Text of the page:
The market has been on a tear since mid-July. As of August 24 the S&P 500 is up by 13% since bottoming out.
Good stuff, right? Not really.
If you’re a young investor who is still actively accumulating stocks, this is no bueno. It means you have to pay more money for the shares you want to buy. And since price and yield are inversely correlated, all else equal, it also means lower yields.
You pay more to get less. Bummer.
But fear not. I still see some great long-term investment opportunities out there for dividend growth investors, even after the bounce. In fact, I recently initiated a new position for my FIRE Fund. And I’m very excited to be a shareholder.
Today, I want to tell you about a Dividend Aristocrat I recently bought for my FIRE Fund.
Ready? Let’s dig in.
Which Dividend Aristocrat just got added to the FIRE Fund? It’s Caterpillar Inc. (CAT).
Caterpillar is a multinational heavy machinery company with a market cap of $105 billion.
This is the world’s leading manufacturer of construction and mining equipment. Caterpillar helps to keep the world turning, figuratively speaking. We can’t build out our modern-day society without the construction equipment that Caterpillar manufactures. You know which machines I’m talking about. Those big yellow ones with “CAT” blazed on them.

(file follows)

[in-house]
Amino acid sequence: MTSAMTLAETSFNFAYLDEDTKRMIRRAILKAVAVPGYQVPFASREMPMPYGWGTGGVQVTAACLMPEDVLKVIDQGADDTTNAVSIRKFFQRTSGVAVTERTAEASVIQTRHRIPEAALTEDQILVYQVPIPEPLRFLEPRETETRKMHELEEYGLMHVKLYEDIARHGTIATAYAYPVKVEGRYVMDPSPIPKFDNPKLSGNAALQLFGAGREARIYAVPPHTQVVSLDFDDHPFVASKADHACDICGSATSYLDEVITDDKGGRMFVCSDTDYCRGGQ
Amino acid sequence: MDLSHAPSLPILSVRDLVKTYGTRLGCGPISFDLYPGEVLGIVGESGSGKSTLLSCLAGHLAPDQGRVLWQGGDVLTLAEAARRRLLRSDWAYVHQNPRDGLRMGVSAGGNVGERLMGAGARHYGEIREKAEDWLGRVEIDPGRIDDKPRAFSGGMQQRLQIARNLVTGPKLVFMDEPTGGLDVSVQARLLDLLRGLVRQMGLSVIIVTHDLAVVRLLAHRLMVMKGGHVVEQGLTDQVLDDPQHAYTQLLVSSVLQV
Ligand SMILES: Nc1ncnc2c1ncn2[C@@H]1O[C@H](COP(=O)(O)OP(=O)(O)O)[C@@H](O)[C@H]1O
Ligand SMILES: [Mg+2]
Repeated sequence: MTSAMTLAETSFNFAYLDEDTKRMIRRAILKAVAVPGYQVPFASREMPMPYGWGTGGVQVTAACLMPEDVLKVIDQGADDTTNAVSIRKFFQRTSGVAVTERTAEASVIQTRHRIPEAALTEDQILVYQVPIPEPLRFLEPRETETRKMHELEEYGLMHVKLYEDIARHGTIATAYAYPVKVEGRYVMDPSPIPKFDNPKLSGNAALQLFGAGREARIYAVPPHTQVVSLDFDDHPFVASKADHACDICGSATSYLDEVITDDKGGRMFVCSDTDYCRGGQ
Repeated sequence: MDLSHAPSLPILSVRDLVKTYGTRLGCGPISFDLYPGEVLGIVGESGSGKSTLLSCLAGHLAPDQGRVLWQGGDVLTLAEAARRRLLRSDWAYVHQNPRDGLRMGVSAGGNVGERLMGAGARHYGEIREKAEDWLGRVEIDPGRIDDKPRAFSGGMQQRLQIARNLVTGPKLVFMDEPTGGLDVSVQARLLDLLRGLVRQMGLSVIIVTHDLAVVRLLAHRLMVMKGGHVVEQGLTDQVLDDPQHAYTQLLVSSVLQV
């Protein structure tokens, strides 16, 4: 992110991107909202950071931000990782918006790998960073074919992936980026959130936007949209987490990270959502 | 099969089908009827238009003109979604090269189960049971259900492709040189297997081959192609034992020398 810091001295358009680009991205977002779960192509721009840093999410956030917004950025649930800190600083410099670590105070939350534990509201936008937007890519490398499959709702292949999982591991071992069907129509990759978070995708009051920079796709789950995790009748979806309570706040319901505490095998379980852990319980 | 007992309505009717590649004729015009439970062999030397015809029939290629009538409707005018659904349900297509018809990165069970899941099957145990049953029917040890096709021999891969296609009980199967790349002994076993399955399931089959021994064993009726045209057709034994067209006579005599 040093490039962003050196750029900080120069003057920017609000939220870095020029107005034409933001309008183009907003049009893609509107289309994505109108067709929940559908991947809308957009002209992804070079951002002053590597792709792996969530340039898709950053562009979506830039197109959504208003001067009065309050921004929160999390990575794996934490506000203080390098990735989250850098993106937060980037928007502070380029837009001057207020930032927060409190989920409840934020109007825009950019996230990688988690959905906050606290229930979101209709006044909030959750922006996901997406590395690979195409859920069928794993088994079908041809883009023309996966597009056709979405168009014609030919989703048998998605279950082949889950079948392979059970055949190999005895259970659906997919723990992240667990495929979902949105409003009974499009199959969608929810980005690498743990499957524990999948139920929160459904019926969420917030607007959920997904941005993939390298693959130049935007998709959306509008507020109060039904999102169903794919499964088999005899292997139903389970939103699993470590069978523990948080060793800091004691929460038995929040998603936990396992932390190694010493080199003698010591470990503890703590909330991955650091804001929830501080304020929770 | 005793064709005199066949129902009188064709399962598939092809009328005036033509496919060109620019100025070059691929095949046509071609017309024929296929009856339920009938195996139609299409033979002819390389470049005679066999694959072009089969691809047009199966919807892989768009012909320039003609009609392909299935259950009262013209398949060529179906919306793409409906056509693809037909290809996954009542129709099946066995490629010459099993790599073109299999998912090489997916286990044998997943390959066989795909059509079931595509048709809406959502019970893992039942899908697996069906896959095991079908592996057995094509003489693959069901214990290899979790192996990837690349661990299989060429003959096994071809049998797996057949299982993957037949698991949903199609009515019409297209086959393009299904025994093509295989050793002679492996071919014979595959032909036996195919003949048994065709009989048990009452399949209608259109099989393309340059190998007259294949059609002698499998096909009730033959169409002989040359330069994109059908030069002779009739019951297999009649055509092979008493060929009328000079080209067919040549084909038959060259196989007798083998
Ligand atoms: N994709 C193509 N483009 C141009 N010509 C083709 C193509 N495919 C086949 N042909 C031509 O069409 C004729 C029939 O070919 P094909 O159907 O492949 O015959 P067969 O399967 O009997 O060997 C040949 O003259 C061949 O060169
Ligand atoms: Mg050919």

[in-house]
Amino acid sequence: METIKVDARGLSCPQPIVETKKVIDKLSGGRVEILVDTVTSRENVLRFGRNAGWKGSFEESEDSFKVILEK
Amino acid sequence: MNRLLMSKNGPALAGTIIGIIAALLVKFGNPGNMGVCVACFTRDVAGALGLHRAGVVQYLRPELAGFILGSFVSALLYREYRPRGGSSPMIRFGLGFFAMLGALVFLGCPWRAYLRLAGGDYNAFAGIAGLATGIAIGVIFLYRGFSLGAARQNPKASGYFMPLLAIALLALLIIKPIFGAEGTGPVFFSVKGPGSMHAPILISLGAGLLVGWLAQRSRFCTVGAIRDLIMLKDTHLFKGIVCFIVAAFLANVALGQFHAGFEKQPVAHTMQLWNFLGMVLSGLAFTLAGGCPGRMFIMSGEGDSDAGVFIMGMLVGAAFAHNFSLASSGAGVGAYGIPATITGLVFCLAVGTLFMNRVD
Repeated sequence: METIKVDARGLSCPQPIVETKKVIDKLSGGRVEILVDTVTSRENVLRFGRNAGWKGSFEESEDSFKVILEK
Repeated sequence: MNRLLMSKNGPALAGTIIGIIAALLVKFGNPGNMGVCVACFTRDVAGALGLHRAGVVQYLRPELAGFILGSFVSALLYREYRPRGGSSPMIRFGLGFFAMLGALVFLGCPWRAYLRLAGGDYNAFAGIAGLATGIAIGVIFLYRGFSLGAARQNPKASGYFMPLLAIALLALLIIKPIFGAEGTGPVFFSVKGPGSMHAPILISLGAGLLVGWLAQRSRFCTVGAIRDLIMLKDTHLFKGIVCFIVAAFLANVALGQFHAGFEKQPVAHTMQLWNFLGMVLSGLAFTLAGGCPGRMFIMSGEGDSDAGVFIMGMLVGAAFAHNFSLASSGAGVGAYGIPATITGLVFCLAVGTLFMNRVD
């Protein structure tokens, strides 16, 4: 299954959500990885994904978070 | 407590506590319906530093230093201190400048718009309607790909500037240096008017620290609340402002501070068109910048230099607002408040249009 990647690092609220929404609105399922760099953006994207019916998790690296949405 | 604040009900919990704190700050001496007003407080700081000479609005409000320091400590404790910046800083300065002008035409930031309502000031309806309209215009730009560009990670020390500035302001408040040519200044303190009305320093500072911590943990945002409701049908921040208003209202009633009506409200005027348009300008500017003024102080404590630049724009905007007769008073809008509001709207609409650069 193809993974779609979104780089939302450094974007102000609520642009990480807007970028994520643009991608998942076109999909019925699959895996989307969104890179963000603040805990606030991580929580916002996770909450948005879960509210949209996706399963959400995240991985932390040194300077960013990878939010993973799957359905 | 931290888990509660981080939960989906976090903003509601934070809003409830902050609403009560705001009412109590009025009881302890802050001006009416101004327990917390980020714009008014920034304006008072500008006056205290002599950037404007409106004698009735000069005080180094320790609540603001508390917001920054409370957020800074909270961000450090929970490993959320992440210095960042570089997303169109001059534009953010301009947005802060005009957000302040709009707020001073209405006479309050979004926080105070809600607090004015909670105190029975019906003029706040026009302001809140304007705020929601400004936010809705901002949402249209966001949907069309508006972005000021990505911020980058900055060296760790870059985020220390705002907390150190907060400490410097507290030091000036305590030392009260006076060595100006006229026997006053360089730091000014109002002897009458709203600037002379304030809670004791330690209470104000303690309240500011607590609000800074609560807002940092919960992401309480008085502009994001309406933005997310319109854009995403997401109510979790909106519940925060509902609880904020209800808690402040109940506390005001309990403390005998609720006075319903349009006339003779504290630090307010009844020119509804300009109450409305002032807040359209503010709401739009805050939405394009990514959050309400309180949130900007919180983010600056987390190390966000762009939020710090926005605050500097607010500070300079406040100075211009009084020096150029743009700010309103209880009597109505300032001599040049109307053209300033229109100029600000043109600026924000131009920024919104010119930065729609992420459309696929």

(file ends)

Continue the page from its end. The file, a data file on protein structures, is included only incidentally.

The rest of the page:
Everything from skyscrapers high up in the air to mines deep down in the earth require heavy machinery.
The company can trace its roots back to the late 1800s. We’re now in 2022. How and why has it been able to thrive for more than 100 years? Well, because our world cannot and would not exist as it is without the more than 300 machines that Caterpillar makes. We’re talking about articulated trucks, asphalt pavers, excavators, hydraulic mining shovels, etc.
The company’s sales are broken down across three major areas.
Construction Industries comprises 40% of annual sales; Energy & Transportation 37%; and Resource Industries, 18%. The remaining 5% of annual sales is related to the company’s financing arm. As you can see, Caterpillar is diversified across industries. And it just so happens that all of these industries are healthy right now.
The point of diversification is that, when one area of your portfolio is not doing well, you should be able to count on another area to do well and prop up the overall results. Well, all three of Caterpillar’s major areas are firing on all cylinders right now. Construction is being lifted by the $1.2 trillion Infrastructure Investment and Jobs Act, which was signed into law in November 2021.